Wednesday, August 8, 2012

Good Morning, Vietnam by Aaron Charny

Title/Year: Good Morning, Vietnam (1987)
Director/Birth Country/Year Born: Barry Levinson, USA, 1942
Budget: $13,000,000 (estimated)
Gross: $123,922,370 (USA)
Synopsis: An unorthodox and controversial DJ begins to shake things up when he is assigned to the US Armed Services Radio station in Vietnam.
Narrative and Visual Keywords: Vietnam, war-comedy, loosely based biography, Armed Forces Radio Service, radio DJ, humor
Characterization/ Dialogue: In 1965, military D.J. Adrian Cronauer was sent to Vietnam to build morale. His strategy: keep them laughing. His problem: staying out of trouble.
Camera/lighting/editing technique: During the war montage in the movie, Louis Armstrong’s What a Wonderful World is broadcasted from the radio station. Playing this song during war is contradictory, nevertheless it shows that Robin Williams’s character is unorthodox, and hid goal is to please and comfort the solders in Vietnam, showing them there is “another” world.
Political/ Social Commentary: Robin Williams's portrayal of Adrian Cronauer has led to controversy as to the beliefs of the real Cronauer. He said that the film is about 45 percent accurate and misrepresented him to make him seem anti-war, when he was, in his own words, "anti-stupidity". In fact, today Cronauer - who is now a lawyer - remains an active Republican and was a vice-chairman of the 2004 Bush-Cheney re-election campaign. Furthermore, Cronauer has also said that if he'd done half the things Williams did in the film, he would've been court-martialed and sent to Fort Leavenworth.
Historical Relevance/ Recognition: Robin Williams was awarded a Golden Globe Award for "Best Performance by an Actor in a Motion Picture - Comedy/Musical", and an American Comedy Award for "Funniest Actor in a Motion Picture (Leading Role)". He also got his first Academy Award nomination for  "Best Actor".
Notable Collaboration: Director Barry Levinson has directed Robin Williams in two other feature films: Toys (1992) and Man of the Year (2006).
Random fact, Etc. In 1979, Adrian Cronauer pitched a sitcom based on his experiences as an AFRS DJ. TV networks were not interested, however, because they did not see war as comedy material, despite the fact that one of the most popular shows at the time was M*A*S*H. Cronauer then changed his sitcom into a script for a movie of the week, which eventually got the attention of Robin Williams. Very little of Cronauer's original script remained after writer Mitch Markowitz was brought in. The film was shot in Bangkok, Thailand. Robin Williams ad-libbed all of Adrian Cronauer's broadcasts.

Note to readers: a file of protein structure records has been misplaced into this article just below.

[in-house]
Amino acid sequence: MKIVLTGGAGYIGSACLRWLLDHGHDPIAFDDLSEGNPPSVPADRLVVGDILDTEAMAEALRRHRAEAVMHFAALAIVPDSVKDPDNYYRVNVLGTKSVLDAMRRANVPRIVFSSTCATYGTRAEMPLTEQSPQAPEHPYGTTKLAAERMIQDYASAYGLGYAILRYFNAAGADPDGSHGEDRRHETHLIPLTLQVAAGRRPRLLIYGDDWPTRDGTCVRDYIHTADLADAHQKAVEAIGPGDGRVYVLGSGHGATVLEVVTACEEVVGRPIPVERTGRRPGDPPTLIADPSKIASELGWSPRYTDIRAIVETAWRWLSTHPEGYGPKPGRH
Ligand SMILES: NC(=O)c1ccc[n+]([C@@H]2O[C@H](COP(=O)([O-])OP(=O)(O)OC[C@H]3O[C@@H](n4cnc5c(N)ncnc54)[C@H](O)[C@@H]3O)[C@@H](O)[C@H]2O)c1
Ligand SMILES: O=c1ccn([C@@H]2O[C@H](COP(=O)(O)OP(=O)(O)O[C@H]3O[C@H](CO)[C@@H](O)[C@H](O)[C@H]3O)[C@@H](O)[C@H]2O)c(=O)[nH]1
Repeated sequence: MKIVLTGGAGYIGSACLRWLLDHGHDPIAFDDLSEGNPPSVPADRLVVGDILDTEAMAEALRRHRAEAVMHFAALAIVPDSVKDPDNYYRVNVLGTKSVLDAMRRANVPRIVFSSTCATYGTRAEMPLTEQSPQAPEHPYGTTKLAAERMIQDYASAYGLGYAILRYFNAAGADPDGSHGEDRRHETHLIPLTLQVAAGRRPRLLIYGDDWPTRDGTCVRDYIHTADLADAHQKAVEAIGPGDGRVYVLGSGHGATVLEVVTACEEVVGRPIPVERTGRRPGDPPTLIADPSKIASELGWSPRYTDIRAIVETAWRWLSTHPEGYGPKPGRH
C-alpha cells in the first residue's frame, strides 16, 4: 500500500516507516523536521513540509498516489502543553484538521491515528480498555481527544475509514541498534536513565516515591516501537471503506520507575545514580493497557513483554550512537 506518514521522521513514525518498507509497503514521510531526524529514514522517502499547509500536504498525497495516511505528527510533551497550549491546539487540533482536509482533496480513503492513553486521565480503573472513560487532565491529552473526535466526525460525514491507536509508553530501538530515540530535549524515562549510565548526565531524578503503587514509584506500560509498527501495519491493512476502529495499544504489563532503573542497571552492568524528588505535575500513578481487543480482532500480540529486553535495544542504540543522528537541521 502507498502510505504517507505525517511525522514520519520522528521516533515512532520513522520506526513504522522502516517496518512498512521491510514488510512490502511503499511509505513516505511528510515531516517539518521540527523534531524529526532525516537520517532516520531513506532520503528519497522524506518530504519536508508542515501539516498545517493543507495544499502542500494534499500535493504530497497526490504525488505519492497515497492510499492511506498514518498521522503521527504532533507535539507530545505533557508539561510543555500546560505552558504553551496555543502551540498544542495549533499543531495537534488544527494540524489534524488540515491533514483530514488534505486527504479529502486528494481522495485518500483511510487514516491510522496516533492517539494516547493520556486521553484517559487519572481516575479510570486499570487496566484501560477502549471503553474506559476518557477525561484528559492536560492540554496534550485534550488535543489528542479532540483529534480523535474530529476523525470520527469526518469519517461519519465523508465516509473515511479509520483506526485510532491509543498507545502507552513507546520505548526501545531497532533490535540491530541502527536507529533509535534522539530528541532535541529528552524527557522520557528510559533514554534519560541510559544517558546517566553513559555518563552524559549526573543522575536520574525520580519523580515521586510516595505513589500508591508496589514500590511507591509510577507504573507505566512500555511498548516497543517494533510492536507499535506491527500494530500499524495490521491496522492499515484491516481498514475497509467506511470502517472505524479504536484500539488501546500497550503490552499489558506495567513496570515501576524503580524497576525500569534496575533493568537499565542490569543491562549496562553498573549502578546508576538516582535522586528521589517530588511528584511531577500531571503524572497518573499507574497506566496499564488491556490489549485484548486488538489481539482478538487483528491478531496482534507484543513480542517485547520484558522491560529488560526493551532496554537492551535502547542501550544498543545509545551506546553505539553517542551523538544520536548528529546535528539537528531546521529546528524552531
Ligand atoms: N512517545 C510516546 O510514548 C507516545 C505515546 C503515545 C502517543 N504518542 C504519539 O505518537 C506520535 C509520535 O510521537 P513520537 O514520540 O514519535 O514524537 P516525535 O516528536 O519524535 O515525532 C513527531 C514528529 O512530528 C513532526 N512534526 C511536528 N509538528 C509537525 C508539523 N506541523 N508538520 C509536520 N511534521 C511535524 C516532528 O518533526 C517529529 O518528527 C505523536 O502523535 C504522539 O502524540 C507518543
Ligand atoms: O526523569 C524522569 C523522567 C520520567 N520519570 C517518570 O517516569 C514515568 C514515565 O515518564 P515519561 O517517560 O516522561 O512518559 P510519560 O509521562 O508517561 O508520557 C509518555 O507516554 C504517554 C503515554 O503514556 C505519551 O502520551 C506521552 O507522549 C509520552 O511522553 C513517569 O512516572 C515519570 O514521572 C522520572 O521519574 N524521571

Response Questions:

1. Is the soldier/veteran depicted as being in control of his destiny? Give examples.

Through out the film Adrian Cronauer is closely monitored on what he is allowed to say on radio and what he is not allowed to say. He tries to fight and defend his creativity by delivering current events and entertaining the troops with comedy, rock-an-roll and satire and achieves great recognition from soldiers After going overboard on a comedy bit, making fun of Richard Nixon, Cronauer is suspended. While on suspension the troops fighting in Vietnam request to get him back on the radio. A few weeks after he gets back on the job, his sergeant dismisses him from active duty for befriending a Vietnamese kid who ended up being a VC operative responsible for the bombing a local bar which a lot of the US soldiers hung out at.

2. What political sub-text, or overt theme is the film exploring?

Most Vietnam movies show realism, form the point of view of the soldiers fighting the war. Even though we see combat in the film, none of the main characters are fighting in this combat. Adrian Cronauer is a DJ. Upon his assigned arrival  to Vietnam, he takes it as a new job with no real purpose. After meeting many of the soldiers who became huge fans of his morning show he learns that his efforts at the radio station actually mean something to this war. Cronauer starts getting into trouble with his sergeant over different material that Cronauer wants to broadcast. The Army has censured so much news and music styles form the soldiers that fight for their lives at this war. When Cronauer fights to broadcast the news, he gets shutdown from live radio and gets suspended. He eventually is dismissed from active duty.

3. How are masculinity and patriarchy displayed through the main character(s) -- broken and dissociated or reinstated and productive. Please give examples

Adrian Cronauer’s Lieutenant and Sergeant are both against the DJ’s senses of humor. They are very strict as to what news and jokes Cronauer is allowed to broadcast. However Gen. Taylor loves the material and finds it amusing and entertaining. We see many solider out on the fields laughing to Cronauer’s jokes. We see the Gen. Taylor laughing to Cronauer’s jokes. But Lt. Steven Hauk and Sgt. Major Dickerson don’t think Cronauer is funny at all. When Cronauer gets suspended, Lt. Steven Hauk replaces him. No one laughs at Lt. Hauk’s jokes and while Cronauer plays Rock and Roll for the troops; Lt. Hauk’s plays polka music. Cronauer’s radio crew start appealing to Gen. Taylor asking him to bring the funny DJ back to the station, which he ends up doing.


  1. I've actually met the real Adrian Cronauer back in the late 90's when I visited Washington D.C. for an 8th grade field trip (his niece or cousin was one of my classmates). We had all gathered at a restaurant and he did a little explanation as to how he was frantically setting up the microphone, cords, etc. just seconds before he would have to be on air, saying "Good Morning, Vietnam."